Wii Fit Tells Normal Kids They are Fat!

by Rajashri on Jul 21 2008 2:40 PM

Nintendo Wii’s latest game Wii Fit is under fire for telling normal kids that they are obese.

Experts warn that the game, which assesses players’fitness levels based on their body mass index, labelling them underweight, ideal weight, overweight or obese, could cause eating disorders and self-esteem issues.

The game, which costs 149.95 dollars, was launched in Australia in May and includes a weight- and motion-sensitive balance board, which players can use for yoga, muscle workouts, aerobic exercises and balance games.

As per the findings of Shirley Alexander, staff specialist in childhood and adolescent weight management services at The Children’s Hospital at Westmead, the BMI was not even ideal for measuring adult fitness, let alone that of children.

To prove the findings of Alexander, Nintendo admitted the BMI calculations were based on adult measurements and might not be accurate for children.

"Anyone that’s even overweight can actually be fit, [although] the more overweight you are the less likely you are to be fit," The Sydney Morning Herald quoted Professor Alexander as saying.

"But with children they have more fatty tissue at different periods of their life and they have a larger body surface area relative to adults. The BMI is still worked out on height and weight but the age of the child has got to be taken into account," she said.

The game’s defective workings were further exposed when a father reported that his 10-year-old daughter - who weighs 42 kilograms and maintains an active lifestyle - was "devastated" after Wii Fit deemed her to be fat, sparking outrage in Britain recently.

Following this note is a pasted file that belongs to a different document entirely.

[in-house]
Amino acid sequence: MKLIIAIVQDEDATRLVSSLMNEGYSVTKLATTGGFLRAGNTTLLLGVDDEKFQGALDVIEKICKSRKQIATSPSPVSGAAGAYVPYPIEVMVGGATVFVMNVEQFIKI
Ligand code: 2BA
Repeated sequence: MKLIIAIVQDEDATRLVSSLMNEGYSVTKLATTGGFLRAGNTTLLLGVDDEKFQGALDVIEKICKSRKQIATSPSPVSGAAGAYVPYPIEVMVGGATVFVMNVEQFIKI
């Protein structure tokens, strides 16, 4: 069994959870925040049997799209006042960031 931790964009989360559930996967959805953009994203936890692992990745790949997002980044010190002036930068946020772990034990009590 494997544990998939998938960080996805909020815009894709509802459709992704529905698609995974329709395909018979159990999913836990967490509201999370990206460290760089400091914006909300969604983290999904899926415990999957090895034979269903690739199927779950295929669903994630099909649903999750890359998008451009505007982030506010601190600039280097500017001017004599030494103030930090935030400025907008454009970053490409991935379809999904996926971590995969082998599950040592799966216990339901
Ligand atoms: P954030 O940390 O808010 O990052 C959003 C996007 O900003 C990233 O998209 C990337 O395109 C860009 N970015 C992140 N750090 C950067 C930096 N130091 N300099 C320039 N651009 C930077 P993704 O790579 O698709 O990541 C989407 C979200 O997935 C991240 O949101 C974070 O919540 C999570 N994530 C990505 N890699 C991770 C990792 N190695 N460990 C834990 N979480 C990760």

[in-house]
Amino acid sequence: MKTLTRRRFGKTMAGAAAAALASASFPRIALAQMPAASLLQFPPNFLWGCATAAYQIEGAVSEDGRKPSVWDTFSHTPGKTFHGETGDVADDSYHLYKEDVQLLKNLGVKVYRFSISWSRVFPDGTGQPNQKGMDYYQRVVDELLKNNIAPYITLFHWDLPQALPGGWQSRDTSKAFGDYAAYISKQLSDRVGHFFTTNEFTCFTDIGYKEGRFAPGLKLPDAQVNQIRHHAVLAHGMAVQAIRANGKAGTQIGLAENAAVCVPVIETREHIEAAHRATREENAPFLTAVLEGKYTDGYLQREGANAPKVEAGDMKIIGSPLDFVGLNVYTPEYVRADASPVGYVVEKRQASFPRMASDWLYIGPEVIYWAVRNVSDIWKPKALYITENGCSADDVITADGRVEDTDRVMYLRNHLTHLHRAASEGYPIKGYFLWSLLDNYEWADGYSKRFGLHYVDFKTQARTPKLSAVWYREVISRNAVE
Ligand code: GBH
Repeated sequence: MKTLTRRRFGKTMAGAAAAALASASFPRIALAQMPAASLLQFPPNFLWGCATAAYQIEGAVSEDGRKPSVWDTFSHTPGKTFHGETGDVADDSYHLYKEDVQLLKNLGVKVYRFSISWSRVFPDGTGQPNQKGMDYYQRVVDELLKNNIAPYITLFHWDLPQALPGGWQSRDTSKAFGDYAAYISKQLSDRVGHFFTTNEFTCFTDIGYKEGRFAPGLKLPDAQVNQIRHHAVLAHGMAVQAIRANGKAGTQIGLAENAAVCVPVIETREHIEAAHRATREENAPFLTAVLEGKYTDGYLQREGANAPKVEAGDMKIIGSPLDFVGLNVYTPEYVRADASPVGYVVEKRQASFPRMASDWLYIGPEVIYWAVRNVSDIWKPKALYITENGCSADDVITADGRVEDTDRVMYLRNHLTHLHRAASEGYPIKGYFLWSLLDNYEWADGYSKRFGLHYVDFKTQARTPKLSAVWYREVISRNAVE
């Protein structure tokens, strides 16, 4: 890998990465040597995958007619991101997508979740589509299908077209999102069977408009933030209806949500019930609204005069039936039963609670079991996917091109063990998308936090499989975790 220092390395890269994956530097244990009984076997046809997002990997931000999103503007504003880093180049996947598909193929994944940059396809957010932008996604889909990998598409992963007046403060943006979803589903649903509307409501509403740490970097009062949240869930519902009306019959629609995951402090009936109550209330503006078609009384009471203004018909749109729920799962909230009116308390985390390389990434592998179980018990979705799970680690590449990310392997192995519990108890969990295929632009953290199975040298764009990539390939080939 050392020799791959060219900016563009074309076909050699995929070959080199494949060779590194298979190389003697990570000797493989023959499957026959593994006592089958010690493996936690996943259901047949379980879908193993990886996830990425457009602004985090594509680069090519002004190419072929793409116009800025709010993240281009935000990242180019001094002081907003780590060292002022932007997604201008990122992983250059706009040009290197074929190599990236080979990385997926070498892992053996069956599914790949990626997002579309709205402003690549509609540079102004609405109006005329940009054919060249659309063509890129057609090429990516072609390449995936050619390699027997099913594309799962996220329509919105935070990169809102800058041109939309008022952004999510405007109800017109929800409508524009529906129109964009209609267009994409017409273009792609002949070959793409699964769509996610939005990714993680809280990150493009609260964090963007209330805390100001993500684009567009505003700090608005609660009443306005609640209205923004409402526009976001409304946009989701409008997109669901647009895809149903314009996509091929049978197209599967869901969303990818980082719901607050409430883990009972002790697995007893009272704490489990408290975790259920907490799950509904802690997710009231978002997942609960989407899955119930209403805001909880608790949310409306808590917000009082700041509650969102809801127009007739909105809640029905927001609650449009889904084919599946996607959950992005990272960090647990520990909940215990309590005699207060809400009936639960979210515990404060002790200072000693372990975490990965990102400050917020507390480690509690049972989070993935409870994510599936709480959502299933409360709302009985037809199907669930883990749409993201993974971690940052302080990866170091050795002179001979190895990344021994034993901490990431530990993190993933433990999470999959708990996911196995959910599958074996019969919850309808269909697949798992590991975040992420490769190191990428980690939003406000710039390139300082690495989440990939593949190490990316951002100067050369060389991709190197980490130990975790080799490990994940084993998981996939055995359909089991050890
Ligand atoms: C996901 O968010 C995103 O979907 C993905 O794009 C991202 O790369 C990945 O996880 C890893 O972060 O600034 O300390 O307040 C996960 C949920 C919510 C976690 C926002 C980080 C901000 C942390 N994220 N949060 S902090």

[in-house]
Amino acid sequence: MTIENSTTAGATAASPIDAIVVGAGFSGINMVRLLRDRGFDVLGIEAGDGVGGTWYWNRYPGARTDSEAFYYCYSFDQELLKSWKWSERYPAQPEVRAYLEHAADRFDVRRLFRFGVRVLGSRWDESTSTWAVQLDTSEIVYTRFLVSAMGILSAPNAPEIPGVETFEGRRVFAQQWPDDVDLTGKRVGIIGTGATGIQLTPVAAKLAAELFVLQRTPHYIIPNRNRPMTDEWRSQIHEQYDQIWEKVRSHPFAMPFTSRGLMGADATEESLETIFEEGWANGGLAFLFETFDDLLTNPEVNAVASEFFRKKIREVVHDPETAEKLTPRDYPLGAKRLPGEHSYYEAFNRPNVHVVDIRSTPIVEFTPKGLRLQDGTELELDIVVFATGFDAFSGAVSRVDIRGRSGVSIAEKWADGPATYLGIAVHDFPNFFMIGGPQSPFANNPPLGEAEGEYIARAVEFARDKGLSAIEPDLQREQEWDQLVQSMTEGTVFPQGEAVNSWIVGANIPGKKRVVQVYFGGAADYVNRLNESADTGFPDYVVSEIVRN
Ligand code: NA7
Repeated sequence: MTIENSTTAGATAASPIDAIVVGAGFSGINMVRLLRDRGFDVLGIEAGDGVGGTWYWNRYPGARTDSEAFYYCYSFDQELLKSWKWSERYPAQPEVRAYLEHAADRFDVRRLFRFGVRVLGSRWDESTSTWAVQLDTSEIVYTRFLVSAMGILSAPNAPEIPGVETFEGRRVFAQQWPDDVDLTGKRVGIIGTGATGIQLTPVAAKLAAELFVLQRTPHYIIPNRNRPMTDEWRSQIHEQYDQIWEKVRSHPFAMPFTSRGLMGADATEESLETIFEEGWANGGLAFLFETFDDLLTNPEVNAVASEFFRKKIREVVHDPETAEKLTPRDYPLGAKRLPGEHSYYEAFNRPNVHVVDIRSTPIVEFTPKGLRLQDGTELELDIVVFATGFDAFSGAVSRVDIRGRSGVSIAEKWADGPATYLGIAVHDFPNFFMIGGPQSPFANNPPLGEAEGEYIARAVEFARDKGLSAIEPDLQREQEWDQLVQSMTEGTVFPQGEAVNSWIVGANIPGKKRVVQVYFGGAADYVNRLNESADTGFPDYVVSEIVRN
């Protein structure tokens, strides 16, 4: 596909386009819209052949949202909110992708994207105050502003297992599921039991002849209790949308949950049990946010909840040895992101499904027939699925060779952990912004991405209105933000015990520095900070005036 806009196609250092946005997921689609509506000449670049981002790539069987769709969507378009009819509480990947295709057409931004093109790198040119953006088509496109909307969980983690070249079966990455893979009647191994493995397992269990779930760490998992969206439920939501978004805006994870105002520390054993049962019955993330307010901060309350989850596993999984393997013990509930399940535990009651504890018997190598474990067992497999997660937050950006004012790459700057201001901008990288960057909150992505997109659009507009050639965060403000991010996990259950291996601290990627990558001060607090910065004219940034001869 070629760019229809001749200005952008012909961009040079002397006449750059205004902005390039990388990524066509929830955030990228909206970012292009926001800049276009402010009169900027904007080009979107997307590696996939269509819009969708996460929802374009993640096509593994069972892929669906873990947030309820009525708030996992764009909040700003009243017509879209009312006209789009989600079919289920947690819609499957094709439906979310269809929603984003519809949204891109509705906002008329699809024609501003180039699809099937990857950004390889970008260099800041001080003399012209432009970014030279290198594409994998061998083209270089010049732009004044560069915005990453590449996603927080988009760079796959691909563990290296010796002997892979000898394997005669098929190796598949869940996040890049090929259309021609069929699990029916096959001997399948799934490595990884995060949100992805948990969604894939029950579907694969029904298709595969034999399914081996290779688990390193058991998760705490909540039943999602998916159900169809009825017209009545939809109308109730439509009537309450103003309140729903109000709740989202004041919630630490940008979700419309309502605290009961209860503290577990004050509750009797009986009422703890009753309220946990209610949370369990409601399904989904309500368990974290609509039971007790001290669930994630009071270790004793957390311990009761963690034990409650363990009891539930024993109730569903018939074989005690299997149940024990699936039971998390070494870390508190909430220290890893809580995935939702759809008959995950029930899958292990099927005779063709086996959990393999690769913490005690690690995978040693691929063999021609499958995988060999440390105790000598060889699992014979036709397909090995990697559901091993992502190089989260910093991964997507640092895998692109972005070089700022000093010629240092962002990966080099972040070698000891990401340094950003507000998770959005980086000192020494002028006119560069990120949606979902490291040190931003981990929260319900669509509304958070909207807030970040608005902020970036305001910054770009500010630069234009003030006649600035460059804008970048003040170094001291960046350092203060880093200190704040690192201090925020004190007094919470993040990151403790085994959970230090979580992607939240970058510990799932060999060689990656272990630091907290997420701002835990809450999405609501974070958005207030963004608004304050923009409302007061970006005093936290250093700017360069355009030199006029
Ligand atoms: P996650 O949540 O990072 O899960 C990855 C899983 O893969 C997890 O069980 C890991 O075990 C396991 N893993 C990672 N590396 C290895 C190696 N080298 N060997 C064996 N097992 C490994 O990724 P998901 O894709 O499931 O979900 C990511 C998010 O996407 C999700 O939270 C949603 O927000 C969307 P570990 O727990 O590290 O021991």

The incident escalated when another British girl, an 11 year old weighing 44 kilograms, told her mother she wanted to go on a diet after Wii Fit called her overweight, the BBC reported.

"For someone to be told that they’re in the unhealthy weight range when they’re not, particularly for children and girls, that will have self-esteem and image issues," Professor Alexander said.

Nintendo spokeswoman Heather Murphy said Wii Fit was capable of measuring the BMI for people aged between two and 20 but the resulting figures would not be entirely accurate for younger age groups due to varying levels of development, sex and age.

"The BMI results will differ depending on an individual’s stage of development, so the resulting figures should be used for reference purposes only," Murphy said.

"Parents who are concerned that their children will react negatively to one of the four BMI categories should use Wii Fit in such a way that the BMI tracker does not appear on screen," she added.